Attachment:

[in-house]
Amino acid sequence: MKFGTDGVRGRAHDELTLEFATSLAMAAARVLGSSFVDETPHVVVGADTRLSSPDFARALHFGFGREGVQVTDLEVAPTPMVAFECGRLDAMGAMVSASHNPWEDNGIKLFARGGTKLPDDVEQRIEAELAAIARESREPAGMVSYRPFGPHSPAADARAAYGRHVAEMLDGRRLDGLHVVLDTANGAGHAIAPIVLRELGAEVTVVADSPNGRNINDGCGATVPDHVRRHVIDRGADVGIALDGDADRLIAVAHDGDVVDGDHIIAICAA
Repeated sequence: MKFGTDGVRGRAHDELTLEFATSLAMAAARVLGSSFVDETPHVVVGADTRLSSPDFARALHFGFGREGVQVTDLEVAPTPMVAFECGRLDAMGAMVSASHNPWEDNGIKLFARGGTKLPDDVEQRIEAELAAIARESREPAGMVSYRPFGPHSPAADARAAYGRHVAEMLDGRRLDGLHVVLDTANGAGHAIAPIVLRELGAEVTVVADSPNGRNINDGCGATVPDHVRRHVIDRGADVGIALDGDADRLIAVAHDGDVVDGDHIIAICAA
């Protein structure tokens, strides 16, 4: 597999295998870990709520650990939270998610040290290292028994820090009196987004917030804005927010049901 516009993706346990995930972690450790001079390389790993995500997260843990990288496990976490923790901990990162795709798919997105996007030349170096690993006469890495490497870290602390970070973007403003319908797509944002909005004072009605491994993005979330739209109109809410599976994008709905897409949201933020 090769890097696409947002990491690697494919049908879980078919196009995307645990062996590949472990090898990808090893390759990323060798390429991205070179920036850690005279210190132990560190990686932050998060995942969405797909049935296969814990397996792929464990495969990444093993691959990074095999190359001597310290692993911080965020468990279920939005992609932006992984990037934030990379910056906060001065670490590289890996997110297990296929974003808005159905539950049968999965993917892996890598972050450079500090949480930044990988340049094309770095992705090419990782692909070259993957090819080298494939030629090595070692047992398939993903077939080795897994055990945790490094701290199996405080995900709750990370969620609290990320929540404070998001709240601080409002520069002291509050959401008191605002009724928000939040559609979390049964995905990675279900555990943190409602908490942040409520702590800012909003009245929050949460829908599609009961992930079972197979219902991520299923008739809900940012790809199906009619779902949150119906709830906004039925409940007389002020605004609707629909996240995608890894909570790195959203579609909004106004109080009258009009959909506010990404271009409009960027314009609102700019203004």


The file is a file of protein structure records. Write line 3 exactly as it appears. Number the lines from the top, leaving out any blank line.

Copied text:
Repeated sequence: MKFGTDGVRGRAHDELTLEFATSLAMAAARVLGSSFVDETPHVVVGADTRLSSPDFARALHFGFGREGVQVTDLEVAPTPMVAFECGRLDAMGAMVSASHNPWEDNGIKLFARGGTKLPDDVEQRIEAELAAIARESREPAGMVSYRPFGPHSPAADARAAYGRHVAEMLDGRRLDGLHVVLDTANGAGHAIAPIVLRELGAEVTVVADSPNGRNINDGCGATVPDHVRRHVIDRGADVGIALDGDADRLIAVAHDGDVVDGDHIIAICAA